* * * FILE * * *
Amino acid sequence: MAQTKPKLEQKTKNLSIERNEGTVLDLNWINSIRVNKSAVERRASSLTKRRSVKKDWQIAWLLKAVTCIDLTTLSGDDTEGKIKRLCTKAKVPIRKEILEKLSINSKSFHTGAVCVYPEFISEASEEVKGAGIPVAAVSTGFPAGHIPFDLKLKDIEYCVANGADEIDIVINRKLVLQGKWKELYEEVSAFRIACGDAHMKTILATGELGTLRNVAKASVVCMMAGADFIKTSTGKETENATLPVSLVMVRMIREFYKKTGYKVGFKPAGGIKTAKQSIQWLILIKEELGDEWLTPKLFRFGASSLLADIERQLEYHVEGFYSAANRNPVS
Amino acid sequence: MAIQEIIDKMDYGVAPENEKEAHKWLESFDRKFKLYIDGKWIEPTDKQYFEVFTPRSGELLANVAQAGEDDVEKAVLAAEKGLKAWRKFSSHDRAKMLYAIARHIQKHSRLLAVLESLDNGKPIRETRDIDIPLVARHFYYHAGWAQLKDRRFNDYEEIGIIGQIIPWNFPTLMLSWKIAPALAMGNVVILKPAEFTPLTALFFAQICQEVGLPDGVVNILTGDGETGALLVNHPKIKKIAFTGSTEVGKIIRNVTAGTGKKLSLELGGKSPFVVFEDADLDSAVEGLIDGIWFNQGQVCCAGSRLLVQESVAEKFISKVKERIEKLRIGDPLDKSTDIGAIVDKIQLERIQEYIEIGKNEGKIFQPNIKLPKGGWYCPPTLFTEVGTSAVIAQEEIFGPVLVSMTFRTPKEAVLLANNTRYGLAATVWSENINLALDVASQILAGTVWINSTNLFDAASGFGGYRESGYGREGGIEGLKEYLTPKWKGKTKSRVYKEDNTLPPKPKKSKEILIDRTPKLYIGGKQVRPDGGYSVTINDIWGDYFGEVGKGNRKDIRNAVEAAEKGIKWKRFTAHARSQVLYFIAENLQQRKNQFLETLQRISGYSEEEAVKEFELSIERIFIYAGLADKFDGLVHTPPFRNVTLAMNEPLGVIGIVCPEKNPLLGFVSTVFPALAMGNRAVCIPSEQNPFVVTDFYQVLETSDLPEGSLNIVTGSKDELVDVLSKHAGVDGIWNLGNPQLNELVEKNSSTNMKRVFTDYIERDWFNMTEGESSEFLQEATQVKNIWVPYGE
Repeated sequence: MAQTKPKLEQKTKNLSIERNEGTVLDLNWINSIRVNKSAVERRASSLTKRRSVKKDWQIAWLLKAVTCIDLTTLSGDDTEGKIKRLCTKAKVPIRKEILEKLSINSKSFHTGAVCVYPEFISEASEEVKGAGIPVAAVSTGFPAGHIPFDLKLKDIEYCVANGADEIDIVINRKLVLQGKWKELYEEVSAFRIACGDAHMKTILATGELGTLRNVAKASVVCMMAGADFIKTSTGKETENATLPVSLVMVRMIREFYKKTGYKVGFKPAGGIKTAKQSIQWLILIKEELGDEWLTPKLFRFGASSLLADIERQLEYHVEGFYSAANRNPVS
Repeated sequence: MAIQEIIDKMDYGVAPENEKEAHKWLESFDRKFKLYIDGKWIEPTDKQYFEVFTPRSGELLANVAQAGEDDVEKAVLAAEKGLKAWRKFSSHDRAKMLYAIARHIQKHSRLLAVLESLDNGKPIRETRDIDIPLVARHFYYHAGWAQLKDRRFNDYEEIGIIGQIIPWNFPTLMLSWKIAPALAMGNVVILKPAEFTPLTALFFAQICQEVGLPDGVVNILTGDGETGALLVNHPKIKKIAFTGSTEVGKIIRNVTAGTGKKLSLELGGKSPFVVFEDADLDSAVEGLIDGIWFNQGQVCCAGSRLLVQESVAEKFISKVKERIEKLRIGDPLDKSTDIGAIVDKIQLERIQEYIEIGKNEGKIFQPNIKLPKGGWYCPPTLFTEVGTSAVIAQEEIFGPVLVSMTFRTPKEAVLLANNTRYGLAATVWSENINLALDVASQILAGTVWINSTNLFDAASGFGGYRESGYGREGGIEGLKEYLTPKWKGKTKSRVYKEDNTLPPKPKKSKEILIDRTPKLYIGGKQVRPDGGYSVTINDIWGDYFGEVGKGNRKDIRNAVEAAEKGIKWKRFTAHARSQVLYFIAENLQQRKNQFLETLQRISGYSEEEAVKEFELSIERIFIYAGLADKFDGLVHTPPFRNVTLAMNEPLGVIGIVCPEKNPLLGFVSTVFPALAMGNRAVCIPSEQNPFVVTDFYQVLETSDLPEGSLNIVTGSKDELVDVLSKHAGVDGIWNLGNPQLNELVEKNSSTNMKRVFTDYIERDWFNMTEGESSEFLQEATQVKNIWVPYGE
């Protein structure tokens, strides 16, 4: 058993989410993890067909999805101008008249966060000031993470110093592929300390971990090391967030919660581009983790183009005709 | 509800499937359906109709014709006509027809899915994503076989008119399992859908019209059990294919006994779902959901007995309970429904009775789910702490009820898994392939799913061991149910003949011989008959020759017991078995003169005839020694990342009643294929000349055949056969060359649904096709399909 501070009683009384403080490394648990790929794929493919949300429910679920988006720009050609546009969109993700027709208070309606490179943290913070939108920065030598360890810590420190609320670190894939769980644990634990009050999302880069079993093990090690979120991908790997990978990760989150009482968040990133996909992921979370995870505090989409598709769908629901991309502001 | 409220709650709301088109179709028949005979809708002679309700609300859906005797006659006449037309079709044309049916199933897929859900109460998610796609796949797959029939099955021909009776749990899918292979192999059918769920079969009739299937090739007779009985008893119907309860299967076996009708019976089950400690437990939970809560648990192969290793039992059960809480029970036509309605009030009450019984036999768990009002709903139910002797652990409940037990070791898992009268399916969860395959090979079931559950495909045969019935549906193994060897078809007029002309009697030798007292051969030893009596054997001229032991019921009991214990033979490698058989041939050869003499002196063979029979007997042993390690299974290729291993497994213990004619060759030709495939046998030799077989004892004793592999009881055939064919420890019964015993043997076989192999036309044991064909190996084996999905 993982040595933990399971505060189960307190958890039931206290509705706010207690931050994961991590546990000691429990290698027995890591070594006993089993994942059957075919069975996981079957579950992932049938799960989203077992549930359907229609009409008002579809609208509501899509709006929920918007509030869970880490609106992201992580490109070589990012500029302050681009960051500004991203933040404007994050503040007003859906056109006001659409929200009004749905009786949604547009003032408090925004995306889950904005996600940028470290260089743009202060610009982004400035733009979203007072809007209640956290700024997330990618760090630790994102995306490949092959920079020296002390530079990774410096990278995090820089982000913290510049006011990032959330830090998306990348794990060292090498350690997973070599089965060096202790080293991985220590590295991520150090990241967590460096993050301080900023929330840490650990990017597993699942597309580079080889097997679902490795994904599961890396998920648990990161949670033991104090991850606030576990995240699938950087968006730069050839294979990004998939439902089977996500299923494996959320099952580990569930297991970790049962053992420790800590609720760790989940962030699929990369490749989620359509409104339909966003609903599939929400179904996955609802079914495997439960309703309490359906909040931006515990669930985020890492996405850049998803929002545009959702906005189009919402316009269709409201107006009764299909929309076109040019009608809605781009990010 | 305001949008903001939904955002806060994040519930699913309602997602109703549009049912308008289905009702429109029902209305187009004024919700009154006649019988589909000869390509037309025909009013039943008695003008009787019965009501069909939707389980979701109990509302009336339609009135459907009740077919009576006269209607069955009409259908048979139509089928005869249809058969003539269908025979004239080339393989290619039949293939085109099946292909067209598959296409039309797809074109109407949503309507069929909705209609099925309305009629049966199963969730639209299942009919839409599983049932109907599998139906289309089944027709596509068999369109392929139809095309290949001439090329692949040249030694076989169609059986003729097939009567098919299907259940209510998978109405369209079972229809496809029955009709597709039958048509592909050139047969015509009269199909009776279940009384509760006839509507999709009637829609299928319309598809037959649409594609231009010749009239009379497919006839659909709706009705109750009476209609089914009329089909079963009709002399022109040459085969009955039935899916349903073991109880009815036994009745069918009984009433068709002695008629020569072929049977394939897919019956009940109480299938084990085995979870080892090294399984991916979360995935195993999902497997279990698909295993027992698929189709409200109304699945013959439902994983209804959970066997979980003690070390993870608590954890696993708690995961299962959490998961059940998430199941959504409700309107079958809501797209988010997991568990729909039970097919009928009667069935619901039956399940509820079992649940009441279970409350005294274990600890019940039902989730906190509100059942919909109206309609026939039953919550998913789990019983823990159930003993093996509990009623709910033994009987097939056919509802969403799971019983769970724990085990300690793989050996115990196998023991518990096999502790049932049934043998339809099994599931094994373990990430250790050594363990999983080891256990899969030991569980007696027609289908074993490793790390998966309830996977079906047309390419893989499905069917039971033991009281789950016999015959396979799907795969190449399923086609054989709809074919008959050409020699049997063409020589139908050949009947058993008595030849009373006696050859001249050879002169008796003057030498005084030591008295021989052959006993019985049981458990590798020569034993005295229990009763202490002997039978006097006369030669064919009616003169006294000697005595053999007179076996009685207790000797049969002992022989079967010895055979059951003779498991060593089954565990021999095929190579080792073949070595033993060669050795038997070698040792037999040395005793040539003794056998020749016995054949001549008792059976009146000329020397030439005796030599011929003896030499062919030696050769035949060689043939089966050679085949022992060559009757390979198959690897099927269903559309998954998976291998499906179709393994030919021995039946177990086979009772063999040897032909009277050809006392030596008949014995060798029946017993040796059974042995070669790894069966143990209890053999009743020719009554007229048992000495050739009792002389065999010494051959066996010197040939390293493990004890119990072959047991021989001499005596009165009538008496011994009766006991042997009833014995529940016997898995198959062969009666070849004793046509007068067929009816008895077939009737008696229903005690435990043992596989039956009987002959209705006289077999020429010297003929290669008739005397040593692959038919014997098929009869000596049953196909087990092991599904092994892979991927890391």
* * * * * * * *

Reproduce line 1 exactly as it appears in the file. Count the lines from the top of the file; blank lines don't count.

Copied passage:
Amino acid sequence: MAQTKPKLEQKTKNLSIERNEGTVLDLNWINSIRVNKSAVERRASSLTKRRSVKKDWQIAWLLKAVTCIDLTTLSGDDTEGKIKRLCTKAKVPIRKEILEKLSINSKSFHTGAVCVYPEFISEASEEVKGAGIPVAAVSTGFPAGHIPFDLKLKDIEYCVANGADEIDIVINRKLVLQGKWKELYEEVSAFRIACGDAHMKTILATGELGTLRNVAKASVVCMMAGADFIKTSTGKETENATLPVSLVMVRMIREFYKKTGYKVGFKPAGGIKTAKQSIQWLILIKEELGDEWLTPKLFRFGASSLLADIERQLEYHVEGFYSAANRNPVS